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The ultimate goal of branding is to establish dominance in your category, to be the company that first comes to mind when people need whatever it is you sell. By now we’ve all heard the story of Pavlov’s dog; in short, Pavolv would ring a bell as he rubbed meat paste on his dogs tongue, then after a time all he would have to do was ring the bell and his dog would start salivating. This is referred to as associative memory or in other words, branding!
With the very real threat of being labeled pithy, associative memory is a memory that links to another memory. Human memory relies mostly on association and objects frequently seen together to become linked in the mind – when we try to retrieve information one things leads us to another, and then another and so on.
The attainment of associated memories lies in the strengthening of the connections between neurons that represent associated objects in the brain. Once trained and linked, a neuron that responds to the site of a football might then move on to the thought of the 49ers, Colin Kaepernick and Superbowl XLVIII (Yes, I’m a 49er fan and am thrilled that I was able to include them in this post!).
Without getting too technical about associative memory the goal with social branding is to associate your companies brand with a specific social object. The reason being because of the very nature of social objects being, well… social, I’ve spoken and written about using causes as social objects before.
Think about it, what would happen if your company associates itself with homelessness in your local community? And by associating I don’t mean just stroking a check, but rather becoming part of the solution. You could then help to rally others around the cause through Facebook, Twitter, your blog and other online and offline social mediums. By doing that your company starts to become associated with the solution. But, not just the solution but also the feelings of pride people feel when they do something for somebody that can’t help themselves.
How would that benefit your company? Think about that a moment, how would being associated with helping to end homelessness and the pride people feel when they help others benefit you? Remember my 49er example? People are reading a news story about homeless children in your local community and are reminded about a food drive your company hosted during Thanksgiving and the pride they felt being able to help.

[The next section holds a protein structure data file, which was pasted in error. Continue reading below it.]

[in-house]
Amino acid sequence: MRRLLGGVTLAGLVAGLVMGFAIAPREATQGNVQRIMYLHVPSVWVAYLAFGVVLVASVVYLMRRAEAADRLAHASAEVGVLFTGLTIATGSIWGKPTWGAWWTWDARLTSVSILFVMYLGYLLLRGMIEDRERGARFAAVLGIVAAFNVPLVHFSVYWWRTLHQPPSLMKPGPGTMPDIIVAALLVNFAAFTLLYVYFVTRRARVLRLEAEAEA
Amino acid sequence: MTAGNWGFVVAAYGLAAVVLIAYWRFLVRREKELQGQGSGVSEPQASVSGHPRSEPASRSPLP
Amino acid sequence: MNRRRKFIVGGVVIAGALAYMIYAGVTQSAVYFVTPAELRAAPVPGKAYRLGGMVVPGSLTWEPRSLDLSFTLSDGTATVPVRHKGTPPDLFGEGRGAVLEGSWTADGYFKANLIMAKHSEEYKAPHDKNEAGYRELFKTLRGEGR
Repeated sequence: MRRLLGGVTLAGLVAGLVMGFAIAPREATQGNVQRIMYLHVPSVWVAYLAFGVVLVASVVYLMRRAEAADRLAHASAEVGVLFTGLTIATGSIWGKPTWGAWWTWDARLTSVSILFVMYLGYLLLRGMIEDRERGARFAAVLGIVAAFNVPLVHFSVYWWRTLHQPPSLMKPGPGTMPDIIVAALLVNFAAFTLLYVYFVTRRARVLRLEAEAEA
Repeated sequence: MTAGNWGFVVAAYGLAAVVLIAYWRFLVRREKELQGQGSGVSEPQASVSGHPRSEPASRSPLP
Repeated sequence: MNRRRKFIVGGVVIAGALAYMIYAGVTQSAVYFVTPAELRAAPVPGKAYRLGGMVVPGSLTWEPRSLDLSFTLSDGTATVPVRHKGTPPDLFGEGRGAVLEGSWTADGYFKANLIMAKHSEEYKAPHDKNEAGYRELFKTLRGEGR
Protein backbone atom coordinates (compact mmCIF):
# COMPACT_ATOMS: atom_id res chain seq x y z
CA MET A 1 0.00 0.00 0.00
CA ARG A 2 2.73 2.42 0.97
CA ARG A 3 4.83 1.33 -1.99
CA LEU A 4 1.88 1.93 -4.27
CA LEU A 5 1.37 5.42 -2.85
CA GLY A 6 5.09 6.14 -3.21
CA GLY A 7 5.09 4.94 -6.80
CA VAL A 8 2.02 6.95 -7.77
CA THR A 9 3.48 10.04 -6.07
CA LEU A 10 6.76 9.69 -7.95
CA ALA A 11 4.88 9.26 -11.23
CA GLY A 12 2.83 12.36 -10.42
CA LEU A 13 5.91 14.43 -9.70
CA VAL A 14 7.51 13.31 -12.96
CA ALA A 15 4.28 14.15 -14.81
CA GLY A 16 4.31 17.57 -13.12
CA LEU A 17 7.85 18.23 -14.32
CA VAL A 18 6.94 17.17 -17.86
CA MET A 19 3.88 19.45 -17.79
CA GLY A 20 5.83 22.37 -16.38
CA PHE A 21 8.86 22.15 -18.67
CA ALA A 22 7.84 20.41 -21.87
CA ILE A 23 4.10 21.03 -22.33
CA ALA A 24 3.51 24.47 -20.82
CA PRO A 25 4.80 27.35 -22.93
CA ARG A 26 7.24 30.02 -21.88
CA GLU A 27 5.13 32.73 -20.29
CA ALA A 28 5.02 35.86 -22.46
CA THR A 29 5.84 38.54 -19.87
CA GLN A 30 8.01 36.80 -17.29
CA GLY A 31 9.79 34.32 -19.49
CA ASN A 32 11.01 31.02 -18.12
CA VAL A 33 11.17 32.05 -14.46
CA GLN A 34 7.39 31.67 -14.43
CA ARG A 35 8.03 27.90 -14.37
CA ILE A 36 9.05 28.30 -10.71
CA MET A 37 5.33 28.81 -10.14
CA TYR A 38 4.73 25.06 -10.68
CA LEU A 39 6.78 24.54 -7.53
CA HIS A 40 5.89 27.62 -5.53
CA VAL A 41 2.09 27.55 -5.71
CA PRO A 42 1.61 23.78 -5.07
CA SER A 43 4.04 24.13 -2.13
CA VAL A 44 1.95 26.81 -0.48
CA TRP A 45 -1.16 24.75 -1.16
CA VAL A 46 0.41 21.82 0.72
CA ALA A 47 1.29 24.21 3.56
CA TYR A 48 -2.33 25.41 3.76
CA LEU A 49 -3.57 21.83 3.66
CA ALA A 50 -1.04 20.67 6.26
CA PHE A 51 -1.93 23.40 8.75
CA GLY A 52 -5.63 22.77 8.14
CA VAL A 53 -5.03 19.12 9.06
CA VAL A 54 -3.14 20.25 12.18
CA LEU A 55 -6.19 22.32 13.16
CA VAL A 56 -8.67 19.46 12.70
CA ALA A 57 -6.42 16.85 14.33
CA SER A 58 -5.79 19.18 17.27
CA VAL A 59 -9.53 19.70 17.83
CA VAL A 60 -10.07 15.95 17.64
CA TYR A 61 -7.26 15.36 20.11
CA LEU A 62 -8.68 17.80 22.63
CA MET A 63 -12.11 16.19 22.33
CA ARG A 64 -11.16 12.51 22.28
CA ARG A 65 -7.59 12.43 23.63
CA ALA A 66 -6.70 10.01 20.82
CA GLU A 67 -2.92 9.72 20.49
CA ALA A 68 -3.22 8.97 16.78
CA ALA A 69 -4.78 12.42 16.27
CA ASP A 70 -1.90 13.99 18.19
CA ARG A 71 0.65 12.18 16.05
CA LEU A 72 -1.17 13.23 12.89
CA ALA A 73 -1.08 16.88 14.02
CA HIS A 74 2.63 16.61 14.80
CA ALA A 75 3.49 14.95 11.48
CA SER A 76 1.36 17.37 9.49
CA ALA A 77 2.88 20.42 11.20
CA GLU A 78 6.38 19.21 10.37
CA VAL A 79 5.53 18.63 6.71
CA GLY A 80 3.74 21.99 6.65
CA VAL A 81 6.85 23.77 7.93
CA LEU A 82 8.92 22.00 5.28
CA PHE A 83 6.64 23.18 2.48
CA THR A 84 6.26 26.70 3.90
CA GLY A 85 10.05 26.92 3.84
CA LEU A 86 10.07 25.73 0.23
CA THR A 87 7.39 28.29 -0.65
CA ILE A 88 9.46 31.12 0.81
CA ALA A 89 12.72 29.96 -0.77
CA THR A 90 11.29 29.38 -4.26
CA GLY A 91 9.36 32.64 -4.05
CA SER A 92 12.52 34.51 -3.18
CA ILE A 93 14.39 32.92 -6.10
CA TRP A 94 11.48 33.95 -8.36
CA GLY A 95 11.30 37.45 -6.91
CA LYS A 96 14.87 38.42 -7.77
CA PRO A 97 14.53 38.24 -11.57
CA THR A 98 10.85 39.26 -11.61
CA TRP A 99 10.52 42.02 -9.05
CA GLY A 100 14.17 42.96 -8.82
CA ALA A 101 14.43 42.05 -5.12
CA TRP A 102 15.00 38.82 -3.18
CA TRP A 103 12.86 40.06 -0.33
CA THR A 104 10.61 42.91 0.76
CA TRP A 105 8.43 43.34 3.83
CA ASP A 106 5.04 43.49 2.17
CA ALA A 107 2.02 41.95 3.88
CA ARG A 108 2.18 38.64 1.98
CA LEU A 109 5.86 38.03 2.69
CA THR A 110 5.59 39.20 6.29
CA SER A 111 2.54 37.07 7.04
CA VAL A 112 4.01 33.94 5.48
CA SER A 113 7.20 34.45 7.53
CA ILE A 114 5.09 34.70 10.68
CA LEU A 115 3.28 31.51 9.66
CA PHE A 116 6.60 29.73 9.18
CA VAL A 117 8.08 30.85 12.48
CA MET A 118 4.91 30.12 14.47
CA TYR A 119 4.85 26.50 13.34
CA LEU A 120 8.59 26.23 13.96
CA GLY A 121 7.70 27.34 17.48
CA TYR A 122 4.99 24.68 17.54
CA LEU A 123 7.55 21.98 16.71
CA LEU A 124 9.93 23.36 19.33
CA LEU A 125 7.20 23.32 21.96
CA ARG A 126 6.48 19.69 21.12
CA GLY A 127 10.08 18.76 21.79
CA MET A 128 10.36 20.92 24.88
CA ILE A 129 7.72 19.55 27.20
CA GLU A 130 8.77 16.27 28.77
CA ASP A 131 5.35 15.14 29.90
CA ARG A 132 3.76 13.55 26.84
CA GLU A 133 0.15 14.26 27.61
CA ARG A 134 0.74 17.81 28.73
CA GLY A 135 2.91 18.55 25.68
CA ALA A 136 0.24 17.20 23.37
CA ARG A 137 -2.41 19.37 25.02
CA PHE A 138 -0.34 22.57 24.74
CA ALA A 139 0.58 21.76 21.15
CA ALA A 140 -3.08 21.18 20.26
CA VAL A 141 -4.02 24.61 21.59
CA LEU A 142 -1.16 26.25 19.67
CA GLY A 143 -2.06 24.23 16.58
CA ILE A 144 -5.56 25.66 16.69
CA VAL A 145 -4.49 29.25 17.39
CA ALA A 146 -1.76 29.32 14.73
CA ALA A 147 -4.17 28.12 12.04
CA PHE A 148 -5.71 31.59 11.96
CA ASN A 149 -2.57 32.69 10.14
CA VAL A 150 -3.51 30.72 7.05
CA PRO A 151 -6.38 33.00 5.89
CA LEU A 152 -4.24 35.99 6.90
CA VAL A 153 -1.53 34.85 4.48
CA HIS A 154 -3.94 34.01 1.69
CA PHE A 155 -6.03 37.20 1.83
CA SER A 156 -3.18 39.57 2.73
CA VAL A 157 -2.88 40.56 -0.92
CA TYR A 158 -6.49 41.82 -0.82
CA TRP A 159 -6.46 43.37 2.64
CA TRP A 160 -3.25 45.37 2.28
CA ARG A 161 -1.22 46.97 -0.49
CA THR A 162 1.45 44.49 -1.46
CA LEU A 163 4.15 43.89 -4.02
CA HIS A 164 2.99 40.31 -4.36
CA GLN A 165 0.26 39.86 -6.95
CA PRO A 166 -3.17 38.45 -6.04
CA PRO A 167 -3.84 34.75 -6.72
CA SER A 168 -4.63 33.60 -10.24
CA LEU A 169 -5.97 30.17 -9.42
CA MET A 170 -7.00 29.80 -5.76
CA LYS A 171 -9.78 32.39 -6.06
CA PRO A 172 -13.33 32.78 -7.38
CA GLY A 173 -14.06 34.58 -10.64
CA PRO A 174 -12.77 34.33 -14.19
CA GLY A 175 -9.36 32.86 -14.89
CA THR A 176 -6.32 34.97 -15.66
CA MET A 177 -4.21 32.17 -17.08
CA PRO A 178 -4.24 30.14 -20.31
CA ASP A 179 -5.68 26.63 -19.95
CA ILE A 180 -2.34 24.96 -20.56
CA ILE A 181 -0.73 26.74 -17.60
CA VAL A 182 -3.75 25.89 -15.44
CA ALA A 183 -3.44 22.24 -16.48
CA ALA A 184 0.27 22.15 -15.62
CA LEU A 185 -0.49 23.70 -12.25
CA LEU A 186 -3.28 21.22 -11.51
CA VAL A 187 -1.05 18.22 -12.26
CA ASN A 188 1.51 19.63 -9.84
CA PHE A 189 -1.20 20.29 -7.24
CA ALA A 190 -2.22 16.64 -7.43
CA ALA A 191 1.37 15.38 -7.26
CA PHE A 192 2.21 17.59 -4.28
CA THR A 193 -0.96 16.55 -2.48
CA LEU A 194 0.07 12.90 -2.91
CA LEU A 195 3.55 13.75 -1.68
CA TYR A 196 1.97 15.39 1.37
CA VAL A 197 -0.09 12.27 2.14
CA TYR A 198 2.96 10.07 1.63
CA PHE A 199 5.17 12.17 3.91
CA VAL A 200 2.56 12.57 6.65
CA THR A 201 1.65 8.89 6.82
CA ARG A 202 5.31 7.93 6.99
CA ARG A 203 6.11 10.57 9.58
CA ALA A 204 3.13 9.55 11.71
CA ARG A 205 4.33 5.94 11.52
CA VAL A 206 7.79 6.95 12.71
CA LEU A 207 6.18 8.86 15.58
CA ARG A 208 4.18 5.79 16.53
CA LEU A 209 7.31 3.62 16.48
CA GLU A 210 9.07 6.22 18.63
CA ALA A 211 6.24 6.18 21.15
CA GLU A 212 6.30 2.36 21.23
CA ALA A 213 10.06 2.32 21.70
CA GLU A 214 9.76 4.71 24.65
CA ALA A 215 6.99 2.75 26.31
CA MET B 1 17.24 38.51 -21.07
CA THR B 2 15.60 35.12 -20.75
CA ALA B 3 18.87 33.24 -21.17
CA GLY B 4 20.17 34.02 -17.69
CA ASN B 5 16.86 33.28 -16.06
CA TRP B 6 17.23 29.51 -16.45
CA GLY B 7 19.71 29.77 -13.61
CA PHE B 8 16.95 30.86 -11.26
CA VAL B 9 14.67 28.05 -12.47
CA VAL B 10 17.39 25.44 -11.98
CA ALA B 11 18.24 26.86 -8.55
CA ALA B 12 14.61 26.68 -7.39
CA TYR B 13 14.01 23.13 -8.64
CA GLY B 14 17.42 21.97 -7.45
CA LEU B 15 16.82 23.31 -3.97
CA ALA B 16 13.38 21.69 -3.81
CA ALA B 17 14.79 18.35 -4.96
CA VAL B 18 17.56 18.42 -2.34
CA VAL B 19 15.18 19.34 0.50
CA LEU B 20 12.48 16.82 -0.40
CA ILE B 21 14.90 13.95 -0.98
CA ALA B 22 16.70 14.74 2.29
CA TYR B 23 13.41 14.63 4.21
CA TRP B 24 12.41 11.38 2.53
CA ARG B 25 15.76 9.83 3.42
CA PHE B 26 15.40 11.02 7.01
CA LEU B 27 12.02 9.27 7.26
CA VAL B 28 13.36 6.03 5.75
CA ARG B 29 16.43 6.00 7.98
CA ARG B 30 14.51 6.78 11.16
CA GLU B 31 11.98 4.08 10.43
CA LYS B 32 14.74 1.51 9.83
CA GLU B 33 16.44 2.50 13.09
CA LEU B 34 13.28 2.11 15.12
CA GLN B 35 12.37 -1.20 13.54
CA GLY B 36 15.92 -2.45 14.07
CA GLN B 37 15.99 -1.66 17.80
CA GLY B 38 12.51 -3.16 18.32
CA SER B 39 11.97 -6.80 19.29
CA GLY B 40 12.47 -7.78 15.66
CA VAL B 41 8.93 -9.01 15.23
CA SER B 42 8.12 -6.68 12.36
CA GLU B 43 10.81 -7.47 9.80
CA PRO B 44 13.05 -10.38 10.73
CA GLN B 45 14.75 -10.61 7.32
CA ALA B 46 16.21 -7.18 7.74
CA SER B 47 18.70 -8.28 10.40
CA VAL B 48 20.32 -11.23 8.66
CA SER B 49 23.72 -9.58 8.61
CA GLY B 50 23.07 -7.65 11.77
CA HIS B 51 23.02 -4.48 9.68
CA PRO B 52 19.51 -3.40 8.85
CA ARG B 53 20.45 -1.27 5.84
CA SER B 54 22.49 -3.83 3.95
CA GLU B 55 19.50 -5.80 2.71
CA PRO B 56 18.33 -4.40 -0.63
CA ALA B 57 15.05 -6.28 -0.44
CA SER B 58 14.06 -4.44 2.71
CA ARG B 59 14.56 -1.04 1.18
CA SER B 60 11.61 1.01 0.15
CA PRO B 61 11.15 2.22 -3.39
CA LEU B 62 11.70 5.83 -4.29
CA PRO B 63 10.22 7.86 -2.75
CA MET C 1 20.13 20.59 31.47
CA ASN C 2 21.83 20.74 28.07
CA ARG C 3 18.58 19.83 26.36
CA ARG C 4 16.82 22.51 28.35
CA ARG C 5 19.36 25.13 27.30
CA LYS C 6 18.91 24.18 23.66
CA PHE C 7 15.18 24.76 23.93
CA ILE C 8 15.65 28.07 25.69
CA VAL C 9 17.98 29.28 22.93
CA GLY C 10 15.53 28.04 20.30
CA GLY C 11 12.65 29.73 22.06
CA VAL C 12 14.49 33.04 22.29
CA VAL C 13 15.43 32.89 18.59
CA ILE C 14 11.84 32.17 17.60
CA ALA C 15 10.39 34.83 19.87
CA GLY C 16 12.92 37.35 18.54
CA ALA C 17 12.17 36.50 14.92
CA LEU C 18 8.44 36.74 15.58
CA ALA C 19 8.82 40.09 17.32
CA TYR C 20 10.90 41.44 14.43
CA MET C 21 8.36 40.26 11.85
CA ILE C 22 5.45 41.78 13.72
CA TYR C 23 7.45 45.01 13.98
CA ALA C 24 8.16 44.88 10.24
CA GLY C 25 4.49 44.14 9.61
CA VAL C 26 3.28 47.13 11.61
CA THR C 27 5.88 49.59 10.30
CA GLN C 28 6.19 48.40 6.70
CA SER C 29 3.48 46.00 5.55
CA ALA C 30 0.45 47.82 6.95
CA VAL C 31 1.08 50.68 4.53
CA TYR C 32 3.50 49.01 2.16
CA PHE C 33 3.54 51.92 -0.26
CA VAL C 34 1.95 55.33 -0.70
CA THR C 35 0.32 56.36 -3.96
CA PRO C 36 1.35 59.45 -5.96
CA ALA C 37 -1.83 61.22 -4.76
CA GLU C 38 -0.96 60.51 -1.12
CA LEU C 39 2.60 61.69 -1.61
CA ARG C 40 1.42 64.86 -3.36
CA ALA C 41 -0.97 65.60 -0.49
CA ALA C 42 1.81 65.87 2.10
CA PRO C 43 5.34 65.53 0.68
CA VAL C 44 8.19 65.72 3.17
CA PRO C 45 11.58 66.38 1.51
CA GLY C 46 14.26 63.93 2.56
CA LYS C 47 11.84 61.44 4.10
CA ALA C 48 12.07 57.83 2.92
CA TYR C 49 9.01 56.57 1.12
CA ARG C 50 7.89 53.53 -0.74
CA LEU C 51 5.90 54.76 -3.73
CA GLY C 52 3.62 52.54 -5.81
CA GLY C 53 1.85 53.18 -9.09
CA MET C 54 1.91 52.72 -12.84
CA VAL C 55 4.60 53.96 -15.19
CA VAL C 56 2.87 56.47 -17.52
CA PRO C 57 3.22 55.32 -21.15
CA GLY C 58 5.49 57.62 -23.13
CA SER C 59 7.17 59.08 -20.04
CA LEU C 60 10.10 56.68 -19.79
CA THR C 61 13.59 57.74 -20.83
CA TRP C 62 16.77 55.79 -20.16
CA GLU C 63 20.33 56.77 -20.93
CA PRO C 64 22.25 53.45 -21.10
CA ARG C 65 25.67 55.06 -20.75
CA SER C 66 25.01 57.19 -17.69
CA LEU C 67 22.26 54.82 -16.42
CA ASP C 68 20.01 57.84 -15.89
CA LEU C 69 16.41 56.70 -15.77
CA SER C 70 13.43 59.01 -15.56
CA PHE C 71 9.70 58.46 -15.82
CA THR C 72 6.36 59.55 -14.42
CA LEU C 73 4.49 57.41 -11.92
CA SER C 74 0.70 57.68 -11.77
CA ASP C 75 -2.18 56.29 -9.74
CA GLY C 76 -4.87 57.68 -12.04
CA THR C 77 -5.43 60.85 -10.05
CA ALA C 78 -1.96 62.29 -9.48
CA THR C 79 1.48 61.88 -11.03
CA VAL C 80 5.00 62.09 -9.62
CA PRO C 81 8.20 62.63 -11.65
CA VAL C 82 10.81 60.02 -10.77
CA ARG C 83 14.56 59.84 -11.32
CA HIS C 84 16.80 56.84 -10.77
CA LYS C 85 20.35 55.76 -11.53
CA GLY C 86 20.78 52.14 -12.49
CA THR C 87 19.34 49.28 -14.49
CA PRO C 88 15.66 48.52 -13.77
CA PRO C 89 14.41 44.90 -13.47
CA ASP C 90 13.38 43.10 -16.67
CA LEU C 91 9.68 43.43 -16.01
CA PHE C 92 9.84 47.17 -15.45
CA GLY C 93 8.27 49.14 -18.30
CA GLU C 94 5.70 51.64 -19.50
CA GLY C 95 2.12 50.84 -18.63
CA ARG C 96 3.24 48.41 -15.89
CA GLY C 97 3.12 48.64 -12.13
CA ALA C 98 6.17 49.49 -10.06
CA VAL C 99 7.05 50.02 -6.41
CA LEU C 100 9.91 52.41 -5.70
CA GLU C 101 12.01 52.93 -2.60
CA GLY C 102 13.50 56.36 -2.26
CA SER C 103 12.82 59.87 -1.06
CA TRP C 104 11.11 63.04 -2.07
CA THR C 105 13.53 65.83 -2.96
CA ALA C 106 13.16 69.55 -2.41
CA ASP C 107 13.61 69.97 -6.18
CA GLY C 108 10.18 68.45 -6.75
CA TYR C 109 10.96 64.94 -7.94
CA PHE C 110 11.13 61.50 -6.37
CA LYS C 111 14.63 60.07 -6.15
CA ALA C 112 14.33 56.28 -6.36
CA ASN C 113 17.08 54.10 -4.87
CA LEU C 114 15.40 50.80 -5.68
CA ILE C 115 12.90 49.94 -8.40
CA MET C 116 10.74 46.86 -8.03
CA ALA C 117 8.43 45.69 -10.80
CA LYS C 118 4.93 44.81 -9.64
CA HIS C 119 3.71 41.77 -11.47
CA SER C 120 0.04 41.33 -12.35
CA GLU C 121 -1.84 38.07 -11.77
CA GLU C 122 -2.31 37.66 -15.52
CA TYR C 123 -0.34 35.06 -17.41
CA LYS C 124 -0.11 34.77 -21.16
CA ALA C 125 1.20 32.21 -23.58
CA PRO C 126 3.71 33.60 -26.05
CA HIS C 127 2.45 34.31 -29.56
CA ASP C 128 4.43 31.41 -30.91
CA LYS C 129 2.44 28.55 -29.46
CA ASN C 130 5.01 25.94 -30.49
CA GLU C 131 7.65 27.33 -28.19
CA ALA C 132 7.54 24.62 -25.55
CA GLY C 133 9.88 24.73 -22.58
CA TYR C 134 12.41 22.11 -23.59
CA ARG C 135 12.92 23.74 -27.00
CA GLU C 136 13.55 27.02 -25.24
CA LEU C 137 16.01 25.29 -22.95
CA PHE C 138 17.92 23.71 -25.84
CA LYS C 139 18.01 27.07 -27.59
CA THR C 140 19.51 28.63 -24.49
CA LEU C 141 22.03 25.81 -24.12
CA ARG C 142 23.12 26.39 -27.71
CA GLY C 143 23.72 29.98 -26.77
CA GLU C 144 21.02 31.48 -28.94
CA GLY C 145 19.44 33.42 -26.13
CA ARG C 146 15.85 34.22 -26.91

It’s all about creating a positive experience and linking the neurons in the brain between your company and the social object.
The Three Key Components of Implanting an Associative Memory
In his book, the Secret Formulas of the Wizard of Ads the author Roy H Williams says that you need three things in order to implant an associative memory, and they are:
While a lot of what Williams talks about in his book will hold water with most forms of marketing he wasn’t particularly talking about social media, but the three keys still hold true.
First Key – Consistency
The issue with social campaigns is that most companies think of them as just that, a campaign. It happens all the time, big fortune 500 companies will do some sort of campaign, grow a huge community around it and then just stop interacting with the community around what they were interested in in the first place. The key here is consistency. A good rule of thumb is that you shouldn’t pick a social object, cause or not, that you’re not passionate about. If you company isn’t passionate about it then you won’t stick with it.
Second Key – Frequency
If consistency is all about sticking with it, frequency is about how often you stick with it. If you are passionate about child education then talk about it all the time, organize educational events, be part of the solution.
Third Key – Anchoring
Back to Pavlov and his dog. The anchor point was the meat paste. It was something his dog, and all dogs for that matter, love. That is why I brought up social objects, if you clicked on the link I gave you earlier you can learn more about social object and why they make great anchors or recall cues.
I’m going to end this with a passage from the Secret Formulas of the Wizard of Ads because it perfectly sums up the three points.
The buying public is your dog. If you desire a specific response from it, you must tie your identity to an emotional anchor that’s already known to elicit the desired response. If you make such an association consistently and frequently, branding will occur. But don’t expect too much too soon. It takes a lot of repetition to train a dog to salivate at the sound of your name.
How are you going to make people salivate?